It is certainly true that some borrowers have "walked away" from their commitments. But many borrowers who sought to salvage their mortgages failed.

The U.S. government's loan-modification program has reached 1.4 million of the more than three million borrowers estimated to be eligible. More than half of the modifications have failed, and only 35%, or about 500,000 loans, had been permanently modified at the end of November, according to the Treasury Department.

Among the banks with the biggest failed modification rates: Bank of America and J.P. Morgan.

This isn't to pass judgment on the banks. After all, borrowers blame themselves, too. But as Brent White, a professor at the University of Arizona and author of "The Morality of Strategic Default" points out, double standards are at work.

Banks operate to maximize profits and minimize losses, but most borrowers have a moral and ethical obligation to pay. Knowing that, it shouldn't come as a surprise that most Americans feel responsible. They're the only ones who are capable.


While I cannot argue with big bank haters who point toward underlying "greed" as the prime motivation for sloppy lending decisions, I must ask, were the bankers the only ones being greedy? Was there no speculative investing in the housing market? Did consumers stop and ask, "hey man, how am I gonna cover that payment?".  Where were the Realtors when home prices were rising at an unsustainable pace? Where were the appraisers? Why didn't underwriters put up a fight against Janitors who said they made $90,000 a year? Where were the regulators???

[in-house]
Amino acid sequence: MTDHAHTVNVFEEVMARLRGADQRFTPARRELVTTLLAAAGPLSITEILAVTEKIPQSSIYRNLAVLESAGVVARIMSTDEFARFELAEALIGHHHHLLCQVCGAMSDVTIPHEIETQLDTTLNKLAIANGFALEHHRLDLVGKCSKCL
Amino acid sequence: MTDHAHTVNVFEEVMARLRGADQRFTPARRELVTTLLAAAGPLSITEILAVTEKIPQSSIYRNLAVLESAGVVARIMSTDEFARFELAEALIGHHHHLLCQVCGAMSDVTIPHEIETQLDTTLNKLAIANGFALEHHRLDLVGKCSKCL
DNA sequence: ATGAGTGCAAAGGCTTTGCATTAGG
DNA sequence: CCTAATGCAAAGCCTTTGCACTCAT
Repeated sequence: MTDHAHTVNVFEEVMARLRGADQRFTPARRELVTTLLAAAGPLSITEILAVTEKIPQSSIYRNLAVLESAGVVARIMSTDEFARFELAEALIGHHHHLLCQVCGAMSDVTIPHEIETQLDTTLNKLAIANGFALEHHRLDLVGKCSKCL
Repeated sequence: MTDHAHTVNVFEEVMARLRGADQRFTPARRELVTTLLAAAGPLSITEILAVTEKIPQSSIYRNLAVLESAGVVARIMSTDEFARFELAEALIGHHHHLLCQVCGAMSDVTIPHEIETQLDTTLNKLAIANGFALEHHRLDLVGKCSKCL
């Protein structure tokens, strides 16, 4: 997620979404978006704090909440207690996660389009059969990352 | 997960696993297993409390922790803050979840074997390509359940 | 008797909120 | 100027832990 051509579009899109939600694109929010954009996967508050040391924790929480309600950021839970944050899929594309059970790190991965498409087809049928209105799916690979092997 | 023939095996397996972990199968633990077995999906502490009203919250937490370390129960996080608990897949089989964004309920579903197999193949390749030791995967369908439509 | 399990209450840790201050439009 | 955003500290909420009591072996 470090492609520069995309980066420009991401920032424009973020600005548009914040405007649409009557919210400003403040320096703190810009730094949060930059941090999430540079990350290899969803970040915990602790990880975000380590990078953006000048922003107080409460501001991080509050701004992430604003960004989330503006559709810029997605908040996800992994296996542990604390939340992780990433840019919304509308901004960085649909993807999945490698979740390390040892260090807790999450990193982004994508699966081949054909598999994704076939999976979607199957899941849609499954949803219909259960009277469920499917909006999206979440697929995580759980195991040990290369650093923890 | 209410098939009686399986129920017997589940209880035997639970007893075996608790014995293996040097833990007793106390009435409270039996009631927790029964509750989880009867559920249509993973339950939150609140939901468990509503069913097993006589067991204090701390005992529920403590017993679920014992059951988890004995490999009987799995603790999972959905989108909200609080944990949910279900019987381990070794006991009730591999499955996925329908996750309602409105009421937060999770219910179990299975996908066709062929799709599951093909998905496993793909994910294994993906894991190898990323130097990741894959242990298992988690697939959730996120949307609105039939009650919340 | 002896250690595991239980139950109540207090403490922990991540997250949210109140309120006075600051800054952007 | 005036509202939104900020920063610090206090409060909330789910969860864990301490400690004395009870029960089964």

The answer is simple: money and credit were flowing freely to all parties involved...so all parties involved were content with their own personal prosperity aka GREED.

Banks are still here, they are not going anywhere. We can either dwell on the past and complain about the wrongdoings and injustices committed against all of humanity, or we can come up with a solution that prevents this mess from ever happening again. And then we can move on with what will be a long slow recovery process.  At MND we are doing our best to bridge the knowledge gap between the primary and secondary mortgage markets. We do our best to create transparency in the lending environment for all parties involved. Now is the time to look in the mirror and ask what you are doing to fix the problem.

America is for sale. If we don't get our act together soon this is going to become the United States of China. We did it during WWII, there is no reason we can't do it now.